Let me say right off the bat that this article may piss some of you off. I don’t mean to do that, but knowing the make up of my audience, I’m sure that will be one of the outcomes. However, my hope is that MOST of you will be inspired and encouraged. Machiavelli‘s famous quote referenced in this blog post title typically is used in strategic tactics as it relates to politics, business or war. The idea is simple: if the end result you need is achieved, it doesn’t really matter how you get there–even if you have to lie, cheat or steal. It’s safe to say I’m NOT talking about that. But, what I AM talking about, to some folks, is almost as bad.
THE MAGIC IS IN THE POST
When I say “with art, the end absolutely justifies the means,” I mean that if the end result of what you create inspires, moves, and/or entertains, whatever means you take to get there is justified. For you photographers, that may mean significant use of presets and actions. For you filmmakers, it’s a combination of music, color grading, audio manipulation, and/or visual effects. But whatever YOU use to achieve the “look” that sets you apart, that signifies your mark as an artist, know that there’s no need to feel shame how you get there. I know there are some who feel that some photographs are “over Photoshopped,” or some videos get over “filterized.” I say beauty is in the eye of the beholder. If you’ve found an audience that likes you over Photoshopped or over filterized work of art, more power to you.
The reason that this causes controversy is that there are many who feel that the use of such programs makes for “lazy” photographers/filmmakers. That one should master the art of CAPTURING the image, and not rely so much on post production software to “fix” your imagery. I absolutely agree that you should always strive to improve your craft. In fact, the better the image is out of the “can,” your end result after applying your favorite post production programs will be that much better. But, you are no less a photographer, or filmmaker, or artist, if you choose to use post production software extensively.
THE MASTERS KNEW BETTER
The argument that is often made when this topic comes up is that the “masters” don’t (or didn’t) rely too much on post production. But, that would seem not to be the case. I recently interviewed American Photo Top 10 Wedding Photog Anna Kuperberg for my F-Stop Beyond podcast. When I asked her about this topic, she commented on how Ansel Adams did a lot of work in the dark room to achieve the look he wanted. Dark room then, Photoshop now. High profile commercial photographer and Nikon/Hasselblad master Chase Jarvis posted this blog post last week, where he showed a photo from Avedon’s with extensive post processing notes all over it. Multi-award winning portrait photographer and instructor Kirk Voclain freely admits that 60% of his work is Photoshop.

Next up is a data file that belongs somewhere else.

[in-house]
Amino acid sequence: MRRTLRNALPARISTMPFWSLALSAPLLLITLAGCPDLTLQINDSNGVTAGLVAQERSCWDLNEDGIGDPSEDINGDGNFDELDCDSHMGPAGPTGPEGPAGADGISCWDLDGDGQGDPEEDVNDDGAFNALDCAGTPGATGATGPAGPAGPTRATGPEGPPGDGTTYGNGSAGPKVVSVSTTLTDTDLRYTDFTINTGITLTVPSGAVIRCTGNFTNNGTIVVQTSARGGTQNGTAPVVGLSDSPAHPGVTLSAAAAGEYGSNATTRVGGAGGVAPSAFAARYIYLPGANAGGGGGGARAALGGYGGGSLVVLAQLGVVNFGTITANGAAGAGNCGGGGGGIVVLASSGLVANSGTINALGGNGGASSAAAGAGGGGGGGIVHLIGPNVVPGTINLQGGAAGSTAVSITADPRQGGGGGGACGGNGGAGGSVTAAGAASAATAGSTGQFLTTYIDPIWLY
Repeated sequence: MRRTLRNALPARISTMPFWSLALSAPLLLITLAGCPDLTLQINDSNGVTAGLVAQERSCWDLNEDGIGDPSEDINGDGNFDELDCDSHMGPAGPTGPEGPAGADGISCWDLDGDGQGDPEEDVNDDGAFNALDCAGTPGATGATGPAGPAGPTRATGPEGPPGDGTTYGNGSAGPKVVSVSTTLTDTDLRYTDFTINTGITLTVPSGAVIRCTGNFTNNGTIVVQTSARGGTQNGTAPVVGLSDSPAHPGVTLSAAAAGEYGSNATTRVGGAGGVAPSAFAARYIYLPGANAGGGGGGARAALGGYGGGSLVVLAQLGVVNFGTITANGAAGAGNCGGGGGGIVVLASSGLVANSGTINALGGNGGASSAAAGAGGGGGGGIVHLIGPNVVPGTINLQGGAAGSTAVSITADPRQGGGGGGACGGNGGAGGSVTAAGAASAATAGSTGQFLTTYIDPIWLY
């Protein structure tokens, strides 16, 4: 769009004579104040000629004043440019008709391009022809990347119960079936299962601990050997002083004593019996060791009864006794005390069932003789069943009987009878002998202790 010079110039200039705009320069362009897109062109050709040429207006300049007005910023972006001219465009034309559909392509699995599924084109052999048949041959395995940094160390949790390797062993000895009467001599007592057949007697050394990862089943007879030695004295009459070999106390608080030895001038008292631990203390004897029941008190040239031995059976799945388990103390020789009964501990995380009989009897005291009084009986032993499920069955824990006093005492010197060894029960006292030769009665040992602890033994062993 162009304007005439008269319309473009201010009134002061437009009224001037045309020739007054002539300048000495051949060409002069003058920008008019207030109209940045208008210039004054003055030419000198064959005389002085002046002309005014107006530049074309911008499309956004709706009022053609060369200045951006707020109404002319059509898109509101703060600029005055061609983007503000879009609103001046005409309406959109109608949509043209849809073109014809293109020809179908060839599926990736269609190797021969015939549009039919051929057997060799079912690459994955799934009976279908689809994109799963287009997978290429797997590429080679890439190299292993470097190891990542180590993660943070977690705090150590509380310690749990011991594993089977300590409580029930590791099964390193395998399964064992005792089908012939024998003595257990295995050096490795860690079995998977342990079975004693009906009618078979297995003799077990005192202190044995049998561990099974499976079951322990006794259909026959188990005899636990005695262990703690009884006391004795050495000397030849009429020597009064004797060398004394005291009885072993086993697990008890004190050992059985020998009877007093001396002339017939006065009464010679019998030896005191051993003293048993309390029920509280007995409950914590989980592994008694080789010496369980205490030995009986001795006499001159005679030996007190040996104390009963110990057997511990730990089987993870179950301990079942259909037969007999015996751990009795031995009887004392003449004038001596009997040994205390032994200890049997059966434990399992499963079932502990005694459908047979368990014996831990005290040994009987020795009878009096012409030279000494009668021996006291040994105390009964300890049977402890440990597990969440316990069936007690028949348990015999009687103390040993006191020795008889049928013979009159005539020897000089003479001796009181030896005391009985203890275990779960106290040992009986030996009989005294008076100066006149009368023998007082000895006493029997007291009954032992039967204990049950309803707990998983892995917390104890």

When it comes to filmmaking, I dare say 90% or more of what you see on the silver screen and the boob-tube is heavily post produced. Whether you’re watching a fantasy epic like “Lord of the Rings,” historical fiction like “Gladiator,” futuristic sci fi like “The Matrix,” or even a love story like Will Smith’s “Seven Pounds,” chances are the editors did some major work to achieve the look they wanted. (With regards to “Seven Pounds” there’s one scene in the movie where Will Smith and Rosario Dawsons’ characters are sitting in a field of tall, golden grass stalks. It’s almost dream-like. However, when you watch the behind the scenes special features, you come to realize those grass stalks in real life were green!)
This all kind of came to me when I saw the end product my wife had when she took a picture of my hand picking cotton. We were driving through Alabama and came across a cotton field with an old abandoned home and barn. The raw picture she took was pretty cool in it’s own right. But once she added her desired presets, a completely different wave of feelings came over me as I saw the processed photos. They almost seemed to transport me back to that by-gone era. (You can see all the photos here.) I knew then that it didn’t matter she applied a collection of presets to achieve that look. The end result was a beautiful photograph that moved me. One that moved me more than the original unprocessed one. It was her art. It was her vision. And the means by which she got there absolutely justified the beautiful end.